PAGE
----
IPA’s weekly links

Guest post by Jeff Mosenkis of Innovations for Poverty Action.


  • If you can get past me at the beginning, this Planet Money episode The Poop Cartels (Apple/iTunes link), I think shows the power of good econ theory put into practice. Molly Lipscomb of the University of Virginia explains how she, with Laura Schechter, and a big research team in Senegal tried to introduce what some people have also called the “Uber for Poop.”
  • Peter Biar Ajak is a former Sudanese “lost boy” who went on to train at Harvard and Cambridge and is a research adviser for the International Growth Centre in South Sudan. He was arrested and is being held without access to a lawyer following a tweet critical of the government. Read more from Amnesty International, or follow the Free Peter Biar account.
  • On GitHub, Quartz’ guide to bad data and what to do about inconsistently formatted dates, data in PDF form, and the like.
  • Also on GitHub, the Stata cheat sheets have been updated for Stata 15.
  •  A few years ago six randomized controlled trials found introducing a new microcredit program had some positive effects, but on average did not boost people’s economic outcomes. Dahal & Fiala have a new working paper suggesting this is because of statistical power with low take-up, but they do find effects with pooled data. BUT NOT SO FAST – Rachael Meager has a paper forthcoming in AEJ: Applied using Bayesian hierarchical models and doesn’t find those clear cut average effects using pooling which allows for variation between programs and contexts. She explains here.
    • I think this approach allows for nuance that we often don’t see in methods that just count interventions and effect sizes. It makes me a little happier after the depression spiral that Eva Vivalt sent me into by pointing out how findings in dev econ are often so difficult to replicate in new contexts on the 80,000 Hours podcast. (Reading Rachael’s paper at the time probably would have been a better coping mechanism for me than stress eating.)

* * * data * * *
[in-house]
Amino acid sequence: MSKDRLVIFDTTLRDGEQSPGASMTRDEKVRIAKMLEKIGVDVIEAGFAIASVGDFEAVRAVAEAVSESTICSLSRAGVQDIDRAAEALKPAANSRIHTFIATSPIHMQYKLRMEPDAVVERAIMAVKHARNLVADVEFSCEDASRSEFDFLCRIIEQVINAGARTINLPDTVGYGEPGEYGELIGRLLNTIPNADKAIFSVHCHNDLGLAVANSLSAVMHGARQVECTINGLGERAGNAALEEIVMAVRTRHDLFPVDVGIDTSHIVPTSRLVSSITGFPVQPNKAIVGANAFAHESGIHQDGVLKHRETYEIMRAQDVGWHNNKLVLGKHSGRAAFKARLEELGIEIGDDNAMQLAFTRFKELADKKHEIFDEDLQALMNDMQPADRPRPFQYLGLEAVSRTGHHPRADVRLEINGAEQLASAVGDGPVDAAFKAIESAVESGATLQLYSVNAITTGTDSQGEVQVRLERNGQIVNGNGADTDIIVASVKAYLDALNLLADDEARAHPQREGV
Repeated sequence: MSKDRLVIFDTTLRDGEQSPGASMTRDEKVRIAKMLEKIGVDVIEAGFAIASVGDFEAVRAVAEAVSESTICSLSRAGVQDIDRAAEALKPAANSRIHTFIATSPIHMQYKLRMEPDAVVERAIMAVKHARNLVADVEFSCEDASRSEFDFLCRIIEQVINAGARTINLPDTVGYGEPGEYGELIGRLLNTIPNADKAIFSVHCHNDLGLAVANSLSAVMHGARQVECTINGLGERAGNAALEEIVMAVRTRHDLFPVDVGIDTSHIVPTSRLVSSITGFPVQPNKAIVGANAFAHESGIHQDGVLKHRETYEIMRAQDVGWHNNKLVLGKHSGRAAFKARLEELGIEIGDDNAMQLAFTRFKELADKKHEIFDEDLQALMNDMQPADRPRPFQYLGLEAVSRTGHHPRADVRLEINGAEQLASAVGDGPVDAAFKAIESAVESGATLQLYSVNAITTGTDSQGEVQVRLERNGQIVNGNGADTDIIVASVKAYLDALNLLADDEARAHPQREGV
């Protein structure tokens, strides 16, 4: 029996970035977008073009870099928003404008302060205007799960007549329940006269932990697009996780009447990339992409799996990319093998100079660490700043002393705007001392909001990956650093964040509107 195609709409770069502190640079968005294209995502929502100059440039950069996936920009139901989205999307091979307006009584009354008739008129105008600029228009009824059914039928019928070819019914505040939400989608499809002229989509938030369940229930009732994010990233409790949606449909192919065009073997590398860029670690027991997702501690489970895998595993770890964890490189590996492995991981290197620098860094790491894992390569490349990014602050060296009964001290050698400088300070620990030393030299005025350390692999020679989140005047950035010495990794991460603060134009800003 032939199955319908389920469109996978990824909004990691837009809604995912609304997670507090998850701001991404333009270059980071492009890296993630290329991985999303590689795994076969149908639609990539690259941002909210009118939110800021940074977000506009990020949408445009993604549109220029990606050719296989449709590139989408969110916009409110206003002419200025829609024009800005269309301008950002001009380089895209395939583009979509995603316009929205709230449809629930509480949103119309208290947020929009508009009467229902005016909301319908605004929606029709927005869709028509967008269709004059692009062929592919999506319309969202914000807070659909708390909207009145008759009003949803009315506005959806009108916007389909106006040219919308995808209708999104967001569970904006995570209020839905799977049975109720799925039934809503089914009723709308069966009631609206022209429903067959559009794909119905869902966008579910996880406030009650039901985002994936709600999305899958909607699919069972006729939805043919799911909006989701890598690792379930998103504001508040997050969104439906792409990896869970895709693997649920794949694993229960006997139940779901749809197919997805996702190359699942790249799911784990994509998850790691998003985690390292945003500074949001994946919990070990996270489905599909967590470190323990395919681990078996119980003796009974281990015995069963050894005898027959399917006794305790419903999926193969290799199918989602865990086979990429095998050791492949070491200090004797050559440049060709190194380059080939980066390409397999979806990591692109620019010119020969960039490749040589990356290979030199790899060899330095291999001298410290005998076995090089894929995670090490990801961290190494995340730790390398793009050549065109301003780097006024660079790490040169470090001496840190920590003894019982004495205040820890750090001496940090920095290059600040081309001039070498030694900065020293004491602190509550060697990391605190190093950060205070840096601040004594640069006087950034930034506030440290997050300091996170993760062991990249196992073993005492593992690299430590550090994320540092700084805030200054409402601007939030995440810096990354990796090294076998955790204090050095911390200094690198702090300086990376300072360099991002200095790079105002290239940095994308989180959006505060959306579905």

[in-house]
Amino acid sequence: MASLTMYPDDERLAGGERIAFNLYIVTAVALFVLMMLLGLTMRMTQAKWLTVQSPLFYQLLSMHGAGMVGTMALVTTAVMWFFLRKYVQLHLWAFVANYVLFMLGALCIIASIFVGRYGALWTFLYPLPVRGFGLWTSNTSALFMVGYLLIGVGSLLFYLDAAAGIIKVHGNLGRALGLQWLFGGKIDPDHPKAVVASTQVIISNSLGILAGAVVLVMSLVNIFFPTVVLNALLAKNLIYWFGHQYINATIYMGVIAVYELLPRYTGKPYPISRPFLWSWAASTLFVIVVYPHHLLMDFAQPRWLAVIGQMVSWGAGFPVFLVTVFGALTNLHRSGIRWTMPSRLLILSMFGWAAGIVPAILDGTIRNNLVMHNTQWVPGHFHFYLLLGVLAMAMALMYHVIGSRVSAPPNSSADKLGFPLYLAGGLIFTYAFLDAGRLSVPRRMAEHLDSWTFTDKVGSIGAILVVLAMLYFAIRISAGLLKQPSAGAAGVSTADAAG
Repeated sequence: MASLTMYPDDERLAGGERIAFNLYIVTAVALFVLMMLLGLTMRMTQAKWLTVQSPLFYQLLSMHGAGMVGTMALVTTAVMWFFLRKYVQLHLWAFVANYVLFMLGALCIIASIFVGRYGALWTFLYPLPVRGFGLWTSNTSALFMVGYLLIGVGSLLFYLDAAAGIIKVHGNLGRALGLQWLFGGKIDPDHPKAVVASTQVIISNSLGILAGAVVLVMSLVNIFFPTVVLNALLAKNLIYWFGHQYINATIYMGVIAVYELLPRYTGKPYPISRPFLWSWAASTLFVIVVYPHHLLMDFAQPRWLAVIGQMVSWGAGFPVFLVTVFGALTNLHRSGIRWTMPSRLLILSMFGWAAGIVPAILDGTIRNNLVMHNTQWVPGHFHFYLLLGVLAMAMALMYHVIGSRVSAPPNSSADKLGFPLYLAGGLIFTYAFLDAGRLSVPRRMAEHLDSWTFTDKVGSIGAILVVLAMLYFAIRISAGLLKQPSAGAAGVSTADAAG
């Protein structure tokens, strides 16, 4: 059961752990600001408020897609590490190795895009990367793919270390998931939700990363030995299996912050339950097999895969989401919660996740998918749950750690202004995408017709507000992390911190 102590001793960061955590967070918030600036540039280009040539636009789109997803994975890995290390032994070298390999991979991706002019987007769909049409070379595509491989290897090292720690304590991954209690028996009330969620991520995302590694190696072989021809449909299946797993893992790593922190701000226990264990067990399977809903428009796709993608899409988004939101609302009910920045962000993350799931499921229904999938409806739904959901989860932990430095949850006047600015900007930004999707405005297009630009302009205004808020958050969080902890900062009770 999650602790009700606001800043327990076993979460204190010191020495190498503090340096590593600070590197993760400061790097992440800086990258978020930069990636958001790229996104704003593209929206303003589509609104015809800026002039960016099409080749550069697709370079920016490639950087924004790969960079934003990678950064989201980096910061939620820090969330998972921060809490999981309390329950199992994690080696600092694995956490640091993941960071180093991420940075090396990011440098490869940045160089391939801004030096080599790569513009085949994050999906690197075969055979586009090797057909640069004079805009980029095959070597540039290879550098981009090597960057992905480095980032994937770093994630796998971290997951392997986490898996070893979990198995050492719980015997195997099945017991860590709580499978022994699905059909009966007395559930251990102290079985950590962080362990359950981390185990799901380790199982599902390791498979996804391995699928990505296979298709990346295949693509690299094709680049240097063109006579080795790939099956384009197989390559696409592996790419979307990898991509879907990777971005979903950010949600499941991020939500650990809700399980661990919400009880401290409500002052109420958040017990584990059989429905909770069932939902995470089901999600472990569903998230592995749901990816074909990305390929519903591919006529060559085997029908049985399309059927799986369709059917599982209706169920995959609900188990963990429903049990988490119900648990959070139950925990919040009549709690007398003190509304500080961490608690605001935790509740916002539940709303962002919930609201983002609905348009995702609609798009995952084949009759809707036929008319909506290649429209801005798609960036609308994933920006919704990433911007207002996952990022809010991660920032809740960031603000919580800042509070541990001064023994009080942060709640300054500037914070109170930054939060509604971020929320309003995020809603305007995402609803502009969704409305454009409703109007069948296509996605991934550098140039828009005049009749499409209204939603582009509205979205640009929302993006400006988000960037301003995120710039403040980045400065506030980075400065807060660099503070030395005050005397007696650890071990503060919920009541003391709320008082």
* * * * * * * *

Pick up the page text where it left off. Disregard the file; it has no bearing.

• The University of Chicago’s Luigi Zingales, in Why Every Good Economist Should be a Feminist, talks about measures that departments can take to let all faculty thrive. He points to a dispute between a female junior professor at Columbia Business School and the more senior professor accused of sexually harassing her, who also held control over the joint data set that she had put a lot of time into developing. In addition to the $750,000 court judgement against him, another interesting thing to come out of it:

The Columbia Business School faculty proposed an interesting default rule to resolve these power imbalances. In case of disputes between a senior and a junior faculty, the intellectual property right of a joint project should be automatically allocated to the junior faculty, to protect the weaker contracting party. Such a rule should be adopted by all departments.

And Paul Krugman tries to teach Stephen Colbert about macroeconomics on a roller coaster:

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